Michelle Wie’s recent Q-School triumph, and her past difficulties with the score card puts me in mind of another great female golfer from Hawaii, Jackie Pung.
Pung was born in Honolulu in 1921, and began playing at age six. Her native Hawaiian father was Captain of the Hawaii Golf Club. Like Michelle Wie, she grew up playing against men, eventually winning a spot on her high school boy’s team. She won the Hawaii Women’s Amateur in 1938.
In 1952, Pung won the US Women’s Amateur, and shortly thereafter turned pro, winning $7,500 in her first year on Tour. She played on the LPGA Tour between 1953 and 1964, winning five tournaments, and placing second in fourteen others. Pung twice placed second in the US Women’s Open.
That’s a very good record. But it was her tragedy at the 1957 US Women’s Open that brought her lasting notoriety. That greatest of golf writers, Herbert Warren Wind, described the imbroglio thusly:
You will probably never see an unhappier group of people at a golf championship than was gathered at the Winged Foot Golf Club in Mamaroneck, N.Y. last Saturday evening at the close of the National Women’s Open. This gloom came hard on the heels of a very deeply felt elation. Mrs. Jackie Pung, the 235-pound Hawaiian lady, who is quite a golfer and quite a person, came ripping down the final 18 (after a par 75 in the morning) to catch the leader, Betsy Rawls, and edge her out by a stroke, 298 to 299. The gallery’s great delight in Mrs. Pung’s triumph was occasioned partially by the magnificent 72 she had shot when nothing short of the most brilliant golf could have won for her. And it was occasioned partially by the knowledge, common to just about everyone present, that the rotund Hawaiian, a self-taught golfer whose talent for the game is as instinctive as the young Sarazen’s, really needed the money which victory would bring.
After Mrs. Pung, then a complete unknown, won the Women’s Amateur in 1952, she turned professional as the logical means of getting the wherewithal to pay for the education of her two daughters. In 1953 she lost the playoff for the Women’s Open to Betsy Rawls. Some two years ago, physically and emotionally far from well, she went back to Hawaii to try to reorganize her life. She returned to the States and to the pro circuit only two months ago. This is just brushing the surface of Jackie Pung’s story. There have been many hard knocks in it, but she has managed to survive them all quite valiantly. In this day and age of public-relations personalities, her manner, always natural and altogether honest, is extremely refreshing.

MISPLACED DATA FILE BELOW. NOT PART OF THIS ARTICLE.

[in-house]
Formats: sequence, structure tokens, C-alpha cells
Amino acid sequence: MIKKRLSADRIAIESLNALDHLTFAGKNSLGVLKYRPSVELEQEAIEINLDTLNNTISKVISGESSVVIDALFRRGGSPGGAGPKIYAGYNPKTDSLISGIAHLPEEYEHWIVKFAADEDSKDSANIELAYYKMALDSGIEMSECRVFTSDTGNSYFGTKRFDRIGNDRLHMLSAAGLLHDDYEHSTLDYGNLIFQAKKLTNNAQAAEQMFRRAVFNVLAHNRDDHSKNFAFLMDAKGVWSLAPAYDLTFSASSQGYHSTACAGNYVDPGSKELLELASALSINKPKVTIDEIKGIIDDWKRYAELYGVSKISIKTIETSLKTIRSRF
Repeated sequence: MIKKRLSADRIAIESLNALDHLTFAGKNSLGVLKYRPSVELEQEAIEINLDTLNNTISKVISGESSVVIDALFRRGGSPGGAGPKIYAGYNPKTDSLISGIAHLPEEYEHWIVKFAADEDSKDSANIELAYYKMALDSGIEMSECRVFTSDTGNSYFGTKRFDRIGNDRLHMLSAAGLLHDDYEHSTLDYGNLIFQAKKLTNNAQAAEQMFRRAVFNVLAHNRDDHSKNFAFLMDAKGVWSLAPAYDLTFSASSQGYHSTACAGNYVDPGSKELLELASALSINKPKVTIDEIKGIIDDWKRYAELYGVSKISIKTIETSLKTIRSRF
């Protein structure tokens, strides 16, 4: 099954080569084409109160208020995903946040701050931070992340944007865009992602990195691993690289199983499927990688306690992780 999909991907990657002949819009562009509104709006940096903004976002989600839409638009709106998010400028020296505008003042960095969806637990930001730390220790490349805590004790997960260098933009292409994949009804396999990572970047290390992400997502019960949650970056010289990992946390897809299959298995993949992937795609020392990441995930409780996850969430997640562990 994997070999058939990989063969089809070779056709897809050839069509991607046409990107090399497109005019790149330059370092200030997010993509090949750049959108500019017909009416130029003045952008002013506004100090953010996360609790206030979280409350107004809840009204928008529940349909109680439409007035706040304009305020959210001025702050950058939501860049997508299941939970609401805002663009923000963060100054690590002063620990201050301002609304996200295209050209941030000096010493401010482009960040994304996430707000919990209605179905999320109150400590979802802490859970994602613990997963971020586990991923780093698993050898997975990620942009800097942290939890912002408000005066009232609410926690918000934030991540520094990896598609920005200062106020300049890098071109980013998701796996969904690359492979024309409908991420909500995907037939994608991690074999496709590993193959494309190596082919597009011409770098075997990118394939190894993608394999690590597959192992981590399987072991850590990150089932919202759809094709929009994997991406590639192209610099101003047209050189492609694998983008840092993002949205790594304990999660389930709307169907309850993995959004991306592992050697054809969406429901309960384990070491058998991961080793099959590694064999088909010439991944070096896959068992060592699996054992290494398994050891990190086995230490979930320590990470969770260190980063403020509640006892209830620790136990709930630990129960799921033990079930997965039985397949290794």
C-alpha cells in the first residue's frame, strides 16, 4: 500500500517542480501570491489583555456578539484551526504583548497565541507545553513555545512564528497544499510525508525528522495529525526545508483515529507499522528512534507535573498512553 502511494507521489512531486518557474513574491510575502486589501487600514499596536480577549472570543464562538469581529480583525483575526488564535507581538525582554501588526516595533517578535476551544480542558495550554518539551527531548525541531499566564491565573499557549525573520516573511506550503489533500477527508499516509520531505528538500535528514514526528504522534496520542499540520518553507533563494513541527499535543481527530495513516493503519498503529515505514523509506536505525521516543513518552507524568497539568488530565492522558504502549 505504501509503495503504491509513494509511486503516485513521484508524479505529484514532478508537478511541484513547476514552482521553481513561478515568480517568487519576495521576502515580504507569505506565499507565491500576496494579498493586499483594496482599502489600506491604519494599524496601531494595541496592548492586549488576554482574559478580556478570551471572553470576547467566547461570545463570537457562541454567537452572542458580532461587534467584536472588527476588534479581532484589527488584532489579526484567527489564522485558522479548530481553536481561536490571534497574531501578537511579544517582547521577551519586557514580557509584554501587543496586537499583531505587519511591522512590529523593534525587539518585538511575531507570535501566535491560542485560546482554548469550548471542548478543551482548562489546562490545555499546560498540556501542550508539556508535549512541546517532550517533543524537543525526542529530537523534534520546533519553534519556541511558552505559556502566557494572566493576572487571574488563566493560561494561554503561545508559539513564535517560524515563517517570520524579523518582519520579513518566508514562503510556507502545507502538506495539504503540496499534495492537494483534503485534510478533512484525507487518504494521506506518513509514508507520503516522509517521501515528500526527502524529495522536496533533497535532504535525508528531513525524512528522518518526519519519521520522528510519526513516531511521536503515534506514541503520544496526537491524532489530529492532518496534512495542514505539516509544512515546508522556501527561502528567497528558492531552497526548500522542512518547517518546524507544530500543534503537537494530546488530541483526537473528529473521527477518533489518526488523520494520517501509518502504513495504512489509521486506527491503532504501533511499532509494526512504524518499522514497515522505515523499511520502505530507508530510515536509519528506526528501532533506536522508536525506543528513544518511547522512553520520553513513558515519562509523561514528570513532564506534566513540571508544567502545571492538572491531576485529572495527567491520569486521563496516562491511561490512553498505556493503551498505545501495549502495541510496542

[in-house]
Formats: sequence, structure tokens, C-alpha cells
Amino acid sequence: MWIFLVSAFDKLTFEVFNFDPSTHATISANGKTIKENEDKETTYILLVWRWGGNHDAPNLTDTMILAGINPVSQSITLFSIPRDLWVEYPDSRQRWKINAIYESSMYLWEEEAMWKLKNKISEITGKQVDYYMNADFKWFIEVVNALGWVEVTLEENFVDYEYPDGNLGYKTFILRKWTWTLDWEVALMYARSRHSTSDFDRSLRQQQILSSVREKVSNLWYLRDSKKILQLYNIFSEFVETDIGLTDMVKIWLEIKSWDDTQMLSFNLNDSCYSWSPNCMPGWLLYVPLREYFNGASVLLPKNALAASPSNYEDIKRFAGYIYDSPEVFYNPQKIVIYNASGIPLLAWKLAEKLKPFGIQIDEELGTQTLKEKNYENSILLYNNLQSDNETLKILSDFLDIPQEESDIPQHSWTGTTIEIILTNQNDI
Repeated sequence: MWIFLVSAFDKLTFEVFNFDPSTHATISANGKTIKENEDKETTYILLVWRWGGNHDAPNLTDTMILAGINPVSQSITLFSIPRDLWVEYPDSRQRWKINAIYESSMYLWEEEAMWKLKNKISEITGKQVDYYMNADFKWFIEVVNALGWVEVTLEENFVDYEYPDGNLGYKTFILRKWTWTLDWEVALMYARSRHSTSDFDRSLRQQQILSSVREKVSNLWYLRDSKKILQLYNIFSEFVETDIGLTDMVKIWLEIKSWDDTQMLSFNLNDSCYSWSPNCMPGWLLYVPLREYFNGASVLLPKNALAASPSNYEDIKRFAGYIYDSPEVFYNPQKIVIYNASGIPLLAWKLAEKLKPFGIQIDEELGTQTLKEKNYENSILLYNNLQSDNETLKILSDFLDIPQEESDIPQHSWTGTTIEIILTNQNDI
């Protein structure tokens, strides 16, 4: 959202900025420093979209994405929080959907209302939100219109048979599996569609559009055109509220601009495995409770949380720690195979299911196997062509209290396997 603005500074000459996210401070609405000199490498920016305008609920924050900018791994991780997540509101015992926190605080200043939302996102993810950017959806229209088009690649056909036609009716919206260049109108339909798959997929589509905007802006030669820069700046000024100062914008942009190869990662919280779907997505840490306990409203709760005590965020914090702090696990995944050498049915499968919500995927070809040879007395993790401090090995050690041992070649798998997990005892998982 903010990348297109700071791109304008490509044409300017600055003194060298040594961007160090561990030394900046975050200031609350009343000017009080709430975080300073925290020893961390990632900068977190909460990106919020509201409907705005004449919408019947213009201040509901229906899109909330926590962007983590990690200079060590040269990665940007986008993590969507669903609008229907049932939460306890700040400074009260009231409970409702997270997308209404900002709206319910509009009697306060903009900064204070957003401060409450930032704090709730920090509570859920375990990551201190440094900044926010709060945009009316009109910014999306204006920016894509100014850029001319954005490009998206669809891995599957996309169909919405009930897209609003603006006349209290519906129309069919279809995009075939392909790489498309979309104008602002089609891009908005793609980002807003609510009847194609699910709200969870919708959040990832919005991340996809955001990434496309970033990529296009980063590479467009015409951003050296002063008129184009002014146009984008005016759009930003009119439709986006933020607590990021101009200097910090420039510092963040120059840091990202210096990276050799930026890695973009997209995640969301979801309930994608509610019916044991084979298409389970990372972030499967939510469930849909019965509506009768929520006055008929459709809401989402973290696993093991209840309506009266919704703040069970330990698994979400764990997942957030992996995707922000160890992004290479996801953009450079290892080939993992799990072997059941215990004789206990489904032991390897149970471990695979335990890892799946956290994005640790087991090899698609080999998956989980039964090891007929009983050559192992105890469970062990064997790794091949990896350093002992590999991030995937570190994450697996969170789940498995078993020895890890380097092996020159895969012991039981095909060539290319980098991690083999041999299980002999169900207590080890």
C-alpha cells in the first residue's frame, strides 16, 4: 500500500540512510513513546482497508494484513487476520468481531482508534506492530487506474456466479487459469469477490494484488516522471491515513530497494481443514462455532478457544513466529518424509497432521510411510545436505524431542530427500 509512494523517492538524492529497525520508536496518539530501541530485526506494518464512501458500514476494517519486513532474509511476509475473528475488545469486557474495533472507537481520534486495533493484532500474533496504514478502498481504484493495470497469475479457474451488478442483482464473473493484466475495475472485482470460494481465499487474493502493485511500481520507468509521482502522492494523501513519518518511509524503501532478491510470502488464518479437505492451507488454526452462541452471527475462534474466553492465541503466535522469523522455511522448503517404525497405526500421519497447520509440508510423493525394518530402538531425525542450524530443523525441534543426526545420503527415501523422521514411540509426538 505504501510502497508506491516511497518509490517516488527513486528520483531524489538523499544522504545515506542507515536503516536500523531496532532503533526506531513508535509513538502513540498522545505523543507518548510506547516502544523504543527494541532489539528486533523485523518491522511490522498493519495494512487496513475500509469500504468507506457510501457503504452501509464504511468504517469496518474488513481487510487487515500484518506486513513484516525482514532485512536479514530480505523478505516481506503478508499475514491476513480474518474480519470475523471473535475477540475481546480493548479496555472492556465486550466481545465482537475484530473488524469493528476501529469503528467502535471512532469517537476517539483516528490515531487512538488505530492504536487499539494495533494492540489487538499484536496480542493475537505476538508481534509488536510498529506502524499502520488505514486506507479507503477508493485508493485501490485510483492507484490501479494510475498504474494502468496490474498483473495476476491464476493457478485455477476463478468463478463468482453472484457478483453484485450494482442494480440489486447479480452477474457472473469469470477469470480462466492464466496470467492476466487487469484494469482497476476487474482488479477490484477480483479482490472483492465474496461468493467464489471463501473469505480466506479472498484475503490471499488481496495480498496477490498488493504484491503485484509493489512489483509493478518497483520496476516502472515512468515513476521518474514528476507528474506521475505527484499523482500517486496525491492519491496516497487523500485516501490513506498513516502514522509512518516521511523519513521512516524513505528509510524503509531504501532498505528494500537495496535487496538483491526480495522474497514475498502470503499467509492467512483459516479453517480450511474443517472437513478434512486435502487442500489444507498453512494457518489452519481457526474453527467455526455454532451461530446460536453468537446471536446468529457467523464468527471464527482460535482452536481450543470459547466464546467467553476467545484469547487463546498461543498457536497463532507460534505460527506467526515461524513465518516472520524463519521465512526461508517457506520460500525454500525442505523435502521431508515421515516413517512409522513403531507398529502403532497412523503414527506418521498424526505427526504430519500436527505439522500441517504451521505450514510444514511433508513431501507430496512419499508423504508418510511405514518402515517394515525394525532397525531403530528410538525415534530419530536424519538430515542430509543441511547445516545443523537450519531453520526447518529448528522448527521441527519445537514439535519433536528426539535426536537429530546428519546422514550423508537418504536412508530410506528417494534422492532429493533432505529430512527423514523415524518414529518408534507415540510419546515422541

About 40 minutes after Mrs. Pung had walked off the 18th green, the apparent winner, the United States Golf Association announced—with the most genuine unhappiness—that she had been disqualified for reporting an incorrect score on one hole (the fourth) on her final round. It is hard to describe the feeling this created at Winged Foot. First, it seemed incredible, like a bad dream. Second, it seemed grossly unjust, however defensible legally. Mrs. Pung had handed in the correct total for her final round—72. Her card showed a 5 and not the 6 she had taken on the fourth, but her addition took into account that it had been a 6—her total was correct. The shocking news of Mrs. Pung’s disqualification filled everyone with a personal sense of impotent anger and with compassion for the victim of so important a ruling based on so insignificant a technicality. The members of Winged Foot spontaneously undertook a collection for Jackie, and within a very short time over $2,000 had been contributed. Some of the most generous contributions came from the USGA officials, who, in pursuit of their duty as they saw it, felt compelled to uphold the rules, whatever their personal feelings. It had all the elements of classical theatrical tragedy. Mrs. Pung spoke at the conclusion of the ceremonies at which the cup was presented to the official winner, Betsy Rawls. Earlier, on hearing the bad news, she had broken down and left the club with her 15-year-old daughter, then she had calmed herself down and returned, honestly stoical about the whole hard experience. “Winning the Open is the greatest thing in golf,” she began her remarks at the presentation ceremonies. “I have come close before. This time I thought I’d won. But I didn’t. Golf is played by rules, and I broke a rule. I’ve learned a lesson. And I have two broad shoulders….”
Ultimately, more than $3,000 was collected for Pung. The winner’s share in the championship was $1,800.
And ironically, the woman who was the beneficiary of Pung’s mistake—Betsy Rawls—was the same player who had beaten Pung in an 18 hole playoff at the 1953 Women’s Open.
Pung ended her LPGA career in 1965, returning home to Hawaii to take a job teaching at the Mauna Kea Beach Resort. She was named LPGA Teaching Professional of the Year in 1967.